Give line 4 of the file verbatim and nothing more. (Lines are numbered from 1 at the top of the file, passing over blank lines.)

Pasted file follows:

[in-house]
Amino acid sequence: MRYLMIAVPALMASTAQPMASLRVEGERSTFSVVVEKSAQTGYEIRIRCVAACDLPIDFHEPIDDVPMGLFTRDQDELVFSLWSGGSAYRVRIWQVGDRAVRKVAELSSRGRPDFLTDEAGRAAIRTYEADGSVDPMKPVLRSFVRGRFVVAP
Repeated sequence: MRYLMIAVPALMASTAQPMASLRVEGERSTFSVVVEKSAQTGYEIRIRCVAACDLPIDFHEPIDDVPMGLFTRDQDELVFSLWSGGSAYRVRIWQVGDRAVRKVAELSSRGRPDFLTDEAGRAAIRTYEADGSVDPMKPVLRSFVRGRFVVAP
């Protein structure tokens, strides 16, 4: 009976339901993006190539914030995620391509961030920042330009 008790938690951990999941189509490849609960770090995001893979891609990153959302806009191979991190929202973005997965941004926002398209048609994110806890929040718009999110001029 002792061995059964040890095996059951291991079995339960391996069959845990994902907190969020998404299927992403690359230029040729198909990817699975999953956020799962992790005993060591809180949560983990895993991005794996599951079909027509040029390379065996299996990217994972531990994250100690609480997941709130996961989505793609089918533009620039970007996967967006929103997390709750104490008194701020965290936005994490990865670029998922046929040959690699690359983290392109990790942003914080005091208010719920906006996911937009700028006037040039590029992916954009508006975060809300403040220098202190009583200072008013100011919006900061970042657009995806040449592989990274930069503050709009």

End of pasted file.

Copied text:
């Protein structure tokens, strides 16, 4: 009976339901993006190539914030995620391509961030920042330009 008790938690951990999941189509490849609960770090995001893979891609990153959302806009191979991190929202973005997965941004926002398209048609994110806890929040718009999110001029 002792061995059964040890095996059951291991079995339960391996069959845990994902907190969020998404299927992403690359230029040729198909990817699975999953956020799962992790005993060591809180949560983990895993991005794996599951079909027509040029390379065996299996990217994972531990994250100690609480997941709130996961989505793609089918533009620039970007996967967006929103997390709750104490008194701020965290936005994490990865670029998922046929040959690699690359983290392109990790942003914080005091208010719920906006996911937009700028006037040039590029992916954009508006975060809300403040220098202190009583200072008013100011919006900061970042657009995806040449592989990274930069503050709009």